Third Party Reproduction

Third-party reproduction or donor-assisted reproduction is any human reproduction in which DNA or gestation is provided by a third party or donor other than the one or two parents who will raise the resulting child.

Donor Insemination (DI) uses sperm from a donor to help the woman become pregnant. Sperm donors are screened for sexually transmitted diseases and some genetic disorders. In DI, sperm from the donor is placed into the neck of the womb (cervix) at the time when the woman ovulates. DI uses intrauterine insemination with donor sperm. Donor sperm can also be used for in vitro fertilization (IVF).

Egg freezing, or oocyte cryopreservation, is a process in which a woman's eggs (oocytes) are extracted, frozen and stored as a method to preserve reproductive potential in women of reproductive age. These frozen eggs maybe used later by the same woman or donated to other intending families. Egg freezing is an important preservation method for women going through chemotherapy for cancer treatment. In advanced countries, career oriented women have also been known to cryopreserve their eggs so as to be able to start a family at a later date.

Embryo donation is a form of third party reproduction. It is defined as the giving—generally without compensation—of embryos remaining after one couple's in vitro fertilisation to either another person or couple for implantation or to research.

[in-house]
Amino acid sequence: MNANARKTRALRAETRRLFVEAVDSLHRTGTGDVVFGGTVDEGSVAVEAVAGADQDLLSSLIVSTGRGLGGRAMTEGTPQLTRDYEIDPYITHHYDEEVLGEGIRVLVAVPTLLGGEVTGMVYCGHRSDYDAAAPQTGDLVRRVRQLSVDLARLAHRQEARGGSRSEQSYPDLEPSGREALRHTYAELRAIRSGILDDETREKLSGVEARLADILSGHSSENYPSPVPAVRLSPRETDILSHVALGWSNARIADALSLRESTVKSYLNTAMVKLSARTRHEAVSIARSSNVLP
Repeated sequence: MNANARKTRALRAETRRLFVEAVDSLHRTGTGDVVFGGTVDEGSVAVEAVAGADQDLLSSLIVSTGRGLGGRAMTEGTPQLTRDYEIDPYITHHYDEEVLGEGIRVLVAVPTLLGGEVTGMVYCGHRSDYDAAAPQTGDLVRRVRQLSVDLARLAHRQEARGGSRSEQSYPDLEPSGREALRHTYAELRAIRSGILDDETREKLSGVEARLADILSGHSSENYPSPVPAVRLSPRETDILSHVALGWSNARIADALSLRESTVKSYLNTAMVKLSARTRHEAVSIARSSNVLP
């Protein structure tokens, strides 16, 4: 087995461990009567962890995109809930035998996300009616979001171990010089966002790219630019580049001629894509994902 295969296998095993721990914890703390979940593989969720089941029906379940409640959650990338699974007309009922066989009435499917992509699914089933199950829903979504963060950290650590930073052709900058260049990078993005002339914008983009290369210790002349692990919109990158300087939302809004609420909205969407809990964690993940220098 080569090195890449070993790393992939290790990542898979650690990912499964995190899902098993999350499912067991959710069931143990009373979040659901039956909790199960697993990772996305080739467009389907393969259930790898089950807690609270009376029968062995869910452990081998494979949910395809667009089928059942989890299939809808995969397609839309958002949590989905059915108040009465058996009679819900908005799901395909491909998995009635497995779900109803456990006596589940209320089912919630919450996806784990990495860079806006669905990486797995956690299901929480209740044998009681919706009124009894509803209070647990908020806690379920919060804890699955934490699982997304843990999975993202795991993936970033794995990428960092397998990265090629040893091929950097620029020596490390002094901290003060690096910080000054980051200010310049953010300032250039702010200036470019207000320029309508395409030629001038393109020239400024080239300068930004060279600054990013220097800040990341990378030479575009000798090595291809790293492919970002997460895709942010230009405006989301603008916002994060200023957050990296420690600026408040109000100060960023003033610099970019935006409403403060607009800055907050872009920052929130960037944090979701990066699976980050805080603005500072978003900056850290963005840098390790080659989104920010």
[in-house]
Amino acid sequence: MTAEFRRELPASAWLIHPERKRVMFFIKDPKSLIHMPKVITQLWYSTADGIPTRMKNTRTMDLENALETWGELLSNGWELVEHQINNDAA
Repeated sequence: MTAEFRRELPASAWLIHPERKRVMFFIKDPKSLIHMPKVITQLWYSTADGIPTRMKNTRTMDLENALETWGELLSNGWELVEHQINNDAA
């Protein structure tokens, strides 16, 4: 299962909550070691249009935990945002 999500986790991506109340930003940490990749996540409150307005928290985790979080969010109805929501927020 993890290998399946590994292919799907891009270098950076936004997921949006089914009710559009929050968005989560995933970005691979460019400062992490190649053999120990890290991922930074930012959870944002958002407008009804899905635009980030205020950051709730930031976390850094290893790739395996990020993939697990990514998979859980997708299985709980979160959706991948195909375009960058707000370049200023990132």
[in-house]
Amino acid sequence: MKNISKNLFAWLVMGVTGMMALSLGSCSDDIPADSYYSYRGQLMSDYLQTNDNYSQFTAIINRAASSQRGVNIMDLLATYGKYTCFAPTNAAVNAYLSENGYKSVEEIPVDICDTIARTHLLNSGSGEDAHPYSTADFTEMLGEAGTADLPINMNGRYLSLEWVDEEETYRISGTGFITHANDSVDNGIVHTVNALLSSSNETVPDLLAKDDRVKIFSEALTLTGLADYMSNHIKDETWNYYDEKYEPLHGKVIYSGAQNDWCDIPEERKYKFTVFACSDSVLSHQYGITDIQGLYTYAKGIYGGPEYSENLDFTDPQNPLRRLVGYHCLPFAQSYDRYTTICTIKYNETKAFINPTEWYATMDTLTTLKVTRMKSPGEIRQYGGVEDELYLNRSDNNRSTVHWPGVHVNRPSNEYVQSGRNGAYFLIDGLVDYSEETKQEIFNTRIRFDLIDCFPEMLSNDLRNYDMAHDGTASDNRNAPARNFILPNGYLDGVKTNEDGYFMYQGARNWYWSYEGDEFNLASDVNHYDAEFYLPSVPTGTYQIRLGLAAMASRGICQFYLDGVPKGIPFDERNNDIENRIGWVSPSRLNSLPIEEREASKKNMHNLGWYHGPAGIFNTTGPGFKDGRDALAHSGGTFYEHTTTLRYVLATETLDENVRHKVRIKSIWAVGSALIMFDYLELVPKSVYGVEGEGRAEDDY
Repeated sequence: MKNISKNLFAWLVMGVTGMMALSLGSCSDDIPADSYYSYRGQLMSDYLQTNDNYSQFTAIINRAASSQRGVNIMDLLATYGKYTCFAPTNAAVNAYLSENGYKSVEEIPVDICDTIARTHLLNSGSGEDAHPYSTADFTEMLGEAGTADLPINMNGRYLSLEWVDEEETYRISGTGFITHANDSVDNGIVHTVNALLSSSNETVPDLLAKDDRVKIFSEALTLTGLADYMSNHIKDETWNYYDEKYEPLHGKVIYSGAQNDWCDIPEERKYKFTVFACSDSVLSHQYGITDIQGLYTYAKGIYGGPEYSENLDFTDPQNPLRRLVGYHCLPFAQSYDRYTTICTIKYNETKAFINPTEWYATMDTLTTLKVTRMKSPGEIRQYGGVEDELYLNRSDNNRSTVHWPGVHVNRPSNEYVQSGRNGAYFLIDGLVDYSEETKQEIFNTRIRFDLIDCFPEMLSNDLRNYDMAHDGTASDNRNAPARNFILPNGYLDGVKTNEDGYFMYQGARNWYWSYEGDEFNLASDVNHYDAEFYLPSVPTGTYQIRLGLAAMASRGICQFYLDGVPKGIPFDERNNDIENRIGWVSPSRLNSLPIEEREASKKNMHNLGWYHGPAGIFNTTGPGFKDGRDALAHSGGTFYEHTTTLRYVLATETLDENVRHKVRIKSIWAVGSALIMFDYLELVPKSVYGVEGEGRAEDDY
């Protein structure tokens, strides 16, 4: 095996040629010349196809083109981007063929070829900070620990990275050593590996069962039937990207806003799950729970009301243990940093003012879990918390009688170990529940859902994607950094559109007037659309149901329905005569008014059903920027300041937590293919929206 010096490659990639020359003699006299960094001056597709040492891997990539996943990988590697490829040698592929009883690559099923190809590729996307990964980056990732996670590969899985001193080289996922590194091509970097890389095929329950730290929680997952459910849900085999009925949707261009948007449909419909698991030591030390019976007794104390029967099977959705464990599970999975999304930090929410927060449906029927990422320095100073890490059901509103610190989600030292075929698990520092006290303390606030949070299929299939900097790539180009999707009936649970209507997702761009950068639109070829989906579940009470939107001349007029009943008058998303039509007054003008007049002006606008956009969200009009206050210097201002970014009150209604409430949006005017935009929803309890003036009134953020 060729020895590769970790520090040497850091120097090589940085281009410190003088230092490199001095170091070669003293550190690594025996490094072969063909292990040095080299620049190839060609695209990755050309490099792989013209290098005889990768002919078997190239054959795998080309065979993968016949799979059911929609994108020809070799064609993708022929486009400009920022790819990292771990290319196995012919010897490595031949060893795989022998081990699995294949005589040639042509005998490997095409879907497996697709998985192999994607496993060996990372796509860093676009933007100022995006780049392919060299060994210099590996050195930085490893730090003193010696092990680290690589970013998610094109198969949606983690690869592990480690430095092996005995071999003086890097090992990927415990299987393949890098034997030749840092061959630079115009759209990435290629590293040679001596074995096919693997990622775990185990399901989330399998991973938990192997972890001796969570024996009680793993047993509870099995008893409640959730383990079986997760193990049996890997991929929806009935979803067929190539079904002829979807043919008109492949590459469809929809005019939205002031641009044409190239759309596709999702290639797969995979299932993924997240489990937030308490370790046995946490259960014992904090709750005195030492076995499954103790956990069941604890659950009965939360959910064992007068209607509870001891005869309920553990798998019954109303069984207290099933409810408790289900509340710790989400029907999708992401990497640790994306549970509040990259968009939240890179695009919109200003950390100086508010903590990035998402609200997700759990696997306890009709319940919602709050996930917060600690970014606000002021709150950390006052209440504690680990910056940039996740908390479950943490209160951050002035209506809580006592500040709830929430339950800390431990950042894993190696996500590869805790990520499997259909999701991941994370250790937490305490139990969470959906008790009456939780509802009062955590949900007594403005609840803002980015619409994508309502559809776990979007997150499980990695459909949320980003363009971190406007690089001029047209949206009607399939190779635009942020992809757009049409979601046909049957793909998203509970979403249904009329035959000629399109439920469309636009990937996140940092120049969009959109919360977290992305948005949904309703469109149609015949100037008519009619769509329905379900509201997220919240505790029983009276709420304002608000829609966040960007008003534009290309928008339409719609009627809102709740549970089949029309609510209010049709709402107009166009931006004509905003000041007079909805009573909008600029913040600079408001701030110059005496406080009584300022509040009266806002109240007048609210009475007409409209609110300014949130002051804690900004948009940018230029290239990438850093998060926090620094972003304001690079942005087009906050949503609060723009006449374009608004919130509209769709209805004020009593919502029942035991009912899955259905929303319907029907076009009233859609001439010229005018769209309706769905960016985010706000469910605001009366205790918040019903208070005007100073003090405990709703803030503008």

Surrogacy involves using one woman's uterus for the purpose of implanting and carrying an embryo in order to deliver a baby for another person or couple. The woman who will carry the embryo is known as the surrogate. This process entails using in vitro fertilization in order to place the fertilized egg into the surrogate's uterus. There are two primary types of surrogacy. These are traditional and gestational, and each works in a somewhat different fashion.

  • Traditional Surrogacy: When using traditional surrogacy, the surrogate acts as both the egg donor and as the actual surrogate for the embryo, and she is impregnated using a process known as intrauterine insemination, or IUI. In this IUI procedure, the doctor will transfer sperm that is taken from the biological father and will subsequently transfer that sperm into the surrogate's uterus so that fertilization may take place naturally. Therefore, with traditional surrogacy, the surrogate is also the biological mother of the child. This type of surrogacy is typically only used if the biological mother's egg and/or the biological father's sperm are unable to be used.
  • Gestational Surrogacy: With gestational surrogacy, the surrogate's eggs are not used at all. Therefore, the child will not be related to the surrogate biologically. Using the gestational type of surrogacy, the embryo is actually created by using both the biological father's sperm and the biological mother's egg through a process called in vitro fertilization. It is not until after the biological mother's egg is fertilized that the embryo is transferred to the uterus of the surrogate using the process of in vitro fertilization.

    In most cases, it will take between three and five days for the embryos to develop in the laboratory prior to transferring them to the surrogate. Then, once the embryo has successfully been placed into the surrogate's uterus, the surrogate will carry the embryo through the pregnancy term until its birth. The rate of success when using in vitro fertilization will depend upon several factors such as the age and health of the biological mother who is providing the eggs. Interestingly, however, in many cases, the rates of pregnancy are actually higher when using eggs that are taken from biological mothers who are otherwise infertile versus when eggs are taken from fertile women.